Running off ‘Berties’

Columnist Peter Warland on feeling like a local in the mountains

Peter Warland

We’re all immigrants here in the East Kootenay. Some of us arrived much earlier than the others and, somehow, we all became protective of the area, especially the mountains and the lovely lakes. We all become extremely protective and ‘not keen’ on others settling here.

My old friend Bill, although an immigrant from Ontario, was aggressive towards those newcomers that had the audacity to encroach on what he believed were his hunting territories and fishing creeks. I am not sure why he accepted me, the late-coming Limey; he probably thought I was weird enough to be accepted as a local.

Anyway, when Bill died, his ashes were strewn high on the slopes of a mountain but then, when his grieving widow travelled there, up those winding roads, in order to commune with the spirit of her late husband, she was disturbed by a vehicle approaching.

“There I was, all alone with Bill,” she told me, “when up comes this Albertan pick-up. I didn’t know whether to laugh, cry or just swear.”

I was up in the Rockies with a newish friend called Sandy. He was, naturally, a Scot, dour too. We were bouncing along in my beat-up pick-up when we came to a creek crossing. We stopped to review our options.

But there was a jeep in the creek and beside it, shovelling frantically, was a sad fellow with a spade. Another man was sitting helplessly in the driver’s seat, probably beginning to get wet round his feet. A third guy was perched on a huge boulder like a baboon on a kopje and not being of any use at all.

I considered how we might be of help.

“Don’t bother,” said Sandy, a very recent immigrant. “They’re Albertans.”

I think he really meant what he was implying, but I persisted and, with my battered assortment of just-in-case gear, we good Samaritans finally rescued those tourists. I seem to recall that they did thank us.

Only yesterday, after a fine but very hot climb up into the Rockies above Wildhorse Creek, we were wending our way homeward, thinking of ice-creams and the air-conditioner.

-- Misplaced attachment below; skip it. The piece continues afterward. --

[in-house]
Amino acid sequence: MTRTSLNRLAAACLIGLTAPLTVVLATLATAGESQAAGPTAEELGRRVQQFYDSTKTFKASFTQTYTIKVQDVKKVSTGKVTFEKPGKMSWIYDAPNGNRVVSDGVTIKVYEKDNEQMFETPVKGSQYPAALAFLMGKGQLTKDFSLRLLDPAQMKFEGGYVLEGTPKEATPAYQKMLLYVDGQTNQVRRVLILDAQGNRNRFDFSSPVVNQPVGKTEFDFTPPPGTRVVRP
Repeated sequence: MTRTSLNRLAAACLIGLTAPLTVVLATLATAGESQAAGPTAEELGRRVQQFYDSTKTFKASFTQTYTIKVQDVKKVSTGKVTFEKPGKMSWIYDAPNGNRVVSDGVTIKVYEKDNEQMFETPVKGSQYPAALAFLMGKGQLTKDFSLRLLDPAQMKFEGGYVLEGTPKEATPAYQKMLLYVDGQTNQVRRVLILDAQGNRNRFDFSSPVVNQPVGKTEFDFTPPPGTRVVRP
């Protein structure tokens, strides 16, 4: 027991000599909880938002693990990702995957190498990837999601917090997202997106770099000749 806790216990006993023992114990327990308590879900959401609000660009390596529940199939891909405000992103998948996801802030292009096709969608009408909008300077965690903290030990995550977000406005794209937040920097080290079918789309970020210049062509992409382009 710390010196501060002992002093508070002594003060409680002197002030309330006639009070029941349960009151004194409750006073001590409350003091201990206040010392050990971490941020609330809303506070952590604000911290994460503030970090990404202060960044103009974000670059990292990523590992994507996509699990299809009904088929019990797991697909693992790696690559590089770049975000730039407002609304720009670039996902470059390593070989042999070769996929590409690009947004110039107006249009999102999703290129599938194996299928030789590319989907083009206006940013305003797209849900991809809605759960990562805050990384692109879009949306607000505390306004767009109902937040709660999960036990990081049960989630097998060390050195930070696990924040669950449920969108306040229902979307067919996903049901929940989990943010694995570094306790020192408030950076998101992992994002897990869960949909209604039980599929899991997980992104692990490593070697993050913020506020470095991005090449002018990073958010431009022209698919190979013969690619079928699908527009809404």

My daughter Jill and her friend Matt were with me as we wended our weary way down the dusty forestry road and, rounding a bend, found a vehicle parked in our way. I stopped and waited patiently and politely. There was an eerie lack of movement in the parked vehicle except for one hand that twitched slightly on a door handle.

I waited a little longer then, not wishing to blast my horn rudely, I stepped out to see what was going on.

It was an Albertan registration on a newish vehicle, only a little smaller than a Greyhound Bus. I approached.

Meanwhile, Jill was almost having hysterics at the sight of her venerable father hobbling over to that smart vehicle.

As I said before, it had been an extremely hot day and, when we had at last got ourselves down to where we’d parked my truck, we went to the creek for a refreshing drink. As I have done so often on hot days, I hauled off my T-shirt, soaked it in icy water and draped it over my head.

So, when I hauled myself out of the truck in order to have a serious chat with those Albertans who were hindering my progress homeward, I must have been quite an apparition.

I still had on my mountain boots, the paint-stained, ripped pants I’d worn all day, and that wet T-shirt draped around my shoulders.

As is my wont, I wasn’t sporting my dentures, I hadn’t shaved for a few days and, according to Jill, my remaining hair was dishevelled.

Anyway, the surprised men in that vehicle stuttered that they were not in any trouble, merely checking a map. One man, in the driver’s seat, addressed me as ‘pardner’ then sped off as if the demons were on his tail.

“You sure got rid of them, Dad,” said Jill after she’d stopped laughing. “Bet they won’t stop till they’ve crossed Crows Nest Pass.”

I was wondering if my hair ever looked ‘hevelled’.

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